The burden of the word of the Lord for Israel, saith the Lord, which stretcheth forth the heavens, and layeth the foundation of the earth, and formeth the spirit of man within him. Behold, I will make Jerusalem a cup of trembling unto all the people round about, when they shall be in the siege both against Judah and against Jerusalem. And in that day will I make Jerusalem a burdensome stone for all people: all that burden themselves with it shall be cut in pieces, though all the people of the earth be gathered together against it.

That is a sobering scripture. There are no easy solutions to the conflict but we might caution all nations to handle the issue carefully and delicately. We might consider an ancient scripture in Genesis 12:3 which says:

And I will bless those that bless thee, and I will curse those that curse thee--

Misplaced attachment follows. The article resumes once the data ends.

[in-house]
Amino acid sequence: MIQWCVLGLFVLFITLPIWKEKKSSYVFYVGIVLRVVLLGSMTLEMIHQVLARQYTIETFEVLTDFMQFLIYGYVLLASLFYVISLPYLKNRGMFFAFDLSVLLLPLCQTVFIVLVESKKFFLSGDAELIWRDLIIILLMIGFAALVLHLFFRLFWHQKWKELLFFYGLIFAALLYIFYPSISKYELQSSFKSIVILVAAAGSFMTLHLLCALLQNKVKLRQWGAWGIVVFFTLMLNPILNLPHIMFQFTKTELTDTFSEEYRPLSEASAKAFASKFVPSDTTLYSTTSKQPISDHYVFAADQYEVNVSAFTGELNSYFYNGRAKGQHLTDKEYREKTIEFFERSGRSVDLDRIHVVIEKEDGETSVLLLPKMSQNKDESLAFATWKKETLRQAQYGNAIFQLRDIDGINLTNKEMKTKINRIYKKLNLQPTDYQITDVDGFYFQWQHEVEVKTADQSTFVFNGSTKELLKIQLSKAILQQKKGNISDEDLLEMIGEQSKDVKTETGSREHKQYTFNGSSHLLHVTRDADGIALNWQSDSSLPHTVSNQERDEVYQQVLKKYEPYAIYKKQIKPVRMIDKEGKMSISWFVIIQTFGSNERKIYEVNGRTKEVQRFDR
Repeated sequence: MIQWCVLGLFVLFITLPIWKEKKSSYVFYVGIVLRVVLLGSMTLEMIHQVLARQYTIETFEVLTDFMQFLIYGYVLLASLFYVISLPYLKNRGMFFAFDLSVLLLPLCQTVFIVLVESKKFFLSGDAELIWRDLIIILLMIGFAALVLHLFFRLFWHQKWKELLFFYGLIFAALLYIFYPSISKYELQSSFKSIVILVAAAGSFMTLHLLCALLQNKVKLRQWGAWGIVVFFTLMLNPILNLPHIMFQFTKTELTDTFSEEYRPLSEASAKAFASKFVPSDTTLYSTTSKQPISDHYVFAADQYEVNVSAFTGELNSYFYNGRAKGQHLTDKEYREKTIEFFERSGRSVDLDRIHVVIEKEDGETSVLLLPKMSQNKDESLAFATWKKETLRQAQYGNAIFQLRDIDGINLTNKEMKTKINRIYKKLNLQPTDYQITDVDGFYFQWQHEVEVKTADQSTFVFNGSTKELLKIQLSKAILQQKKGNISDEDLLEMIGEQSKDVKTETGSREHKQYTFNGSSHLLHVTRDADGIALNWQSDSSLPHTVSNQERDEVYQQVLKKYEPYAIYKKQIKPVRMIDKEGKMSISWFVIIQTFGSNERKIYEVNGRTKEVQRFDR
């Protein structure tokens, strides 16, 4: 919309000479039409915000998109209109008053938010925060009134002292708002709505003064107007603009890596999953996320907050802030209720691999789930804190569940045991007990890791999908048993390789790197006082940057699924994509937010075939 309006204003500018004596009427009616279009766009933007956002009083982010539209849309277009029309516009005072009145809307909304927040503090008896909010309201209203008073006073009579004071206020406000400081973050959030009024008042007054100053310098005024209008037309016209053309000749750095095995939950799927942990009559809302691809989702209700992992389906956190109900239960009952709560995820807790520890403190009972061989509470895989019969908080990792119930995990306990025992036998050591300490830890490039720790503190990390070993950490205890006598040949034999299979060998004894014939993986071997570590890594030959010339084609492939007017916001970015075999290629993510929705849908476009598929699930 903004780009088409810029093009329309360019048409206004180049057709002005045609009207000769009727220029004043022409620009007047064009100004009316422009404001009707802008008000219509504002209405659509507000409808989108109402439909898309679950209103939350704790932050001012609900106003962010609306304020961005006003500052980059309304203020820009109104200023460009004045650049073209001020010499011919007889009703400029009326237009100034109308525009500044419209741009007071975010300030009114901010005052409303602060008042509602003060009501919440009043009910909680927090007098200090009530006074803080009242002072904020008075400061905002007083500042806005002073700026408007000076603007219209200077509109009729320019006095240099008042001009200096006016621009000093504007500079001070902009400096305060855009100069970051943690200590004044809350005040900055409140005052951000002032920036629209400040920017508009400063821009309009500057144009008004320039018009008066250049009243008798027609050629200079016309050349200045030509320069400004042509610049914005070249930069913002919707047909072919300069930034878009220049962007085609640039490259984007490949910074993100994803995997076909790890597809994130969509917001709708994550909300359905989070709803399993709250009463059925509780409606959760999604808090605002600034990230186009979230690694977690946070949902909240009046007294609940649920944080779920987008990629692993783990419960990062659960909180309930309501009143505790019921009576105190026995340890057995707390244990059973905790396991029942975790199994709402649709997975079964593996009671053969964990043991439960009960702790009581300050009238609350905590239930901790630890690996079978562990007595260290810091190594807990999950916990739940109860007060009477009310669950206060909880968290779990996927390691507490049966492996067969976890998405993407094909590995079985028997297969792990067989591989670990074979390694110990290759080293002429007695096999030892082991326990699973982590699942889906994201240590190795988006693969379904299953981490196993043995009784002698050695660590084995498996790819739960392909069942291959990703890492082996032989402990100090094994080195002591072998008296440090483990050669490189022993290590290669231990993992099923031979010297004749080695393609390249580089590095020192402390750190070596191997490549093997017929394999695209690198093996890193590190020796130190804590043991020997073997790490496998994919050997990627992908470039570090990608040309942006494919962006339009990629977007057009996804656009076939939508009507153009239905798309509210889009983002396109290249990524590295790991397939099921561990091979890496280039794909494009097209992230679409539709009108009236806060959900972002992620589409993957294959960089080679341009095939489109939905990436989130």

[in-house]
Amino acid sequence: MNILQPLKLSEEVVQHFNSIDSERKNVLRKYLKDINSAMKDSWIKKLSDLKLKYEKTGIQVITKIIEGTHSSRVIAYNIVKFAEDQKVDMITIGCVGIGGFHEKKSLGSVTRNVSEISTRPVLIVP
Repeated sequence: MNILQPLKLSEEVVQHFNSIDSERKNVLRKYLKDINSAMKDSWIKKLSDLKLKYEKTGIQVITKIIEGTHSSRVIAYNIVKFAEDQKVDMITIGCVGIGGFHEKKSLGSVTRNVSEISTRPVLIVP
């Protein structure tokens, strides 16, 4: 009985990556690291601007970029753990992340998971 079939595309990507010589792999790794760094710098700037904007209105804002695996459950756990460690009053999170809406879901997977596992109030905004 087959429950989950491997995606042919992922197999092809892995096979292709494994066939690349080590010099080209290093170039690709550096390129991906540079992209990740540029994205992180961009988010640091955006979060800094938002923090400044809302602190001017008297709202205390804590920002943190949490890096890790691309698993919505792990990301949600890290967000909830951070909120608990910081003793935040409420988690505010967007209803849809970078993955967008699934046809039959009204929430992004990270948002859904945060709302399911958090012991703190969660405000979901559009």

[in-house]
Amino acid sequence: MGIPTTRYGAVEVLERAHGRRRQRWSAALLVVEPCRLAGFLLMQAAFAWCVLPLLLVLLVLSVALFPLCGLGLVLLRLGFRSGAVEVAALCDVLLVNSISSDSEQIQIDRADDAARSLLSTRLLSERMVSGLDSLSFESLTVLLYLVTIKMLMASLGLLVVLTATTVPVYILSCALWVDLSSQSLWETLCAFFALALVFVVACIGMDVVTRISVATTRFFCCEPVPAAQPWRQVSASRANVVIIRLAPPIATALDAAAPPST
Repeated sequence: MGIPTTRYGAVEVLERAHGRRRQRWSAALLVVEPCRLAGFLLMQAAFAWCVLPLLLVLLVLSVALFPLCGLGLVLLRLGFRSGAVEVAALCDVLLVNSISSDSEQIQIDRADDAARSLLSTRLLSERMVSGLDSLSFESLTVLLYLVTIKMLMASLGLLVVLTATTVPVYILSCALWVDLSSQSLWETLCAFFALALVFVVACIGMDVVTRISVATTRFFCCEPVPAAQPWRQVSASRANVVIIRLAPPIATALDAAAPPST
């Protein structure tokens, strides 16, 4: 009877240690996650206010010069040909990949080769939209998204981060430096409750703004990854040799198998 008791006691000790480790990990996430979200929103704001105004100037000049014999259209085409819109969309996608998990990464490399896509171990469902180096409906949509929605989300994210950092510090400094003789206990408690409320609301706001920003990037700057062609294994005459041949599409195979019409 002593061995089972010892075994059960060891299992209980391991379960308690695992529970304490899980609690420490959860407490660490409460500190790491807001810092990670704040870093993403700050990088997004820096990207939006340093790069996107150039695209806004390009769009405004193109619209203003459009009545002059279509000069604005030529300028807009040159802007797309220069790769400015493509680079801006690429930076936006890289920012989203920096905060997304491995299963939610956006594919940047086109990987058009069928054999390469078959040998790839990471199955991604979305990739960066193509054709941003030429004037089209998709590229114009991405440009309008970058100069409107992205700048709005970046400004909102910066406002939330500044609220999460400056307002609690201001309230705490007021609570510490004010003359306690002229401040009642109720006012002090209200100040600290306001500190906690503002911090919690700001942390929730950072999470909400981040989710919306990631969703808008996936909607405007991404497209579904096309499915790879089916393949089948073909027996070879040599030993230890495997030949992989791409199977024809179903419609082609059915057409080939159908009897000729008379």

There is another scripture I like to remember. Psalm 122 says “Pray for the peace of Jerusalem. They shall prosper that love thee.”

The battle will not be easily solved by natural means or politics. It is a spiritual battle. It is a conflict. We will need to see a change in heart. Only a change in heart will allow people to put aside hatred and again reach out to find a prospect of peace.

All hon. members would do well in our political considerations to heed the advice of the scriptures. I heard others mention tonight that we should pray for Mr. Sharon and Mr. Arafat. We should pray for all those caught in the conflict. We should pray for the peace of Jerusalem.